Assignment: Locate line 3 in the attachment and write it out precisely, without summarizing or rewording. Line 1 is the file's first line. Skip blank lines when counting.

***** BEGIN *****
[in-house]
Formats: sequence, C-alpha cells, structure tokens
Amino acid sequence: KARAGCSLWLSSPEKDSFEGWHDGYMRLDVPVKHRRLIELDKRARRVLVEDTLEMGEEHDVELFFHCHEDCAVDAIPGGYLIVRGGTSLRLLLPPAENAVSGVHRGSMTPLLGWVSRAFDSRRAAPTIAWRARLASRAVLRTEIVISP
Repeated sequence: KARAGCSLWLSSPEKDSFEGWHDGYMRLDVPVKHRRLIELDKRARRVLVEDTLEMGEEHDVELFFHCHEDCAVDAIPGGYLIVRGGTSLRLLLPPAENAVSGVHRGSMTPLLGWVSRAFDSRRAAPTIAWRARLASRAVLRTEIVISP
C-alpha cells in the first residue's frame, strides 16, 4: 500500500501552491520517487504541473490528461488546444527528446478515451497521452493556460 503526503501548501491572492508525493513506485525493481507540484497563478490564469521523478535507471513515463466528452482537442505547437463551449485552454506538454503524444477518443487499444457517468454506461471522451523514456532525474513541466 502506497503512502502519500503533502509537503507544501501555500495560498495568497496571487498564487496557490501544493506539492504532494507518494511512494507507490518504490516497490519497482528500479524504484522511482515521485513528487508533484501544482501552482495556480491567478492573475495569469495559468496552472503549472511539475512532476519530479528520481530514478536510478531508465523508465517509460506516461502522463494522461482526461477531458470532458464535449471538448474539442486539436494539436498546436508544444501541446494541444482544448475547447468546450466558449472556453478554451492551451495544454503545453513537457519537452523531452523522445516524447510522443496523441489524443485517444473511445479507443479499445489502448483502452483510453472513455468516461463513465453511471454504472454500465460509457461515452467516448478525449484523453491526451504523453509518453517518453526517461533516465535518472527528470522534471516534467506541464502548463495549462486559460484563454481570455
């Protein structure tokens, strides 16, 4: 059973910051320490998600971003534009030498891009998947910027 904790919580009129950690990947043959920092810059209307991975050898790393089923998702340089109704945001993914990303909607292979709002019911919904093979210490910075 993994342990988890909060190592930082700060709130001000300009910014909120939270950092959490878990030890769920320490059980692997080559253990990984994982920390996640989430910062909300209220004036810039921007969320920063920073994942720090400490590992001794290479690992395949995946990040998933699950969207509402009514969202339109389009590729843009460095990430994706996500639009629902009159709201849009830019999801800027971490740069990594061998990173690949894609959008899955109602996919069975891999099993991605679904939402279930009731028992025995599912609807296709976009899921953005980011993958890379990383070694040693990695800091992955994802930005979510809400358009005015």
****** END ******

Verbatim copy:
Amino acid sequence: KARAGCSLWLSSPEKDSFEGWHDGYMRLDVPVKHRRLIELDKRARRVLVEDTLEMGEEHDVELFFHCHEDCAVDAIPGGYLIVRGGTSLRLLLPPAENAVSGVHRGSMTPLLGWVSRAFDSRRAAPTIAWRARLASRAVLRTEIVISP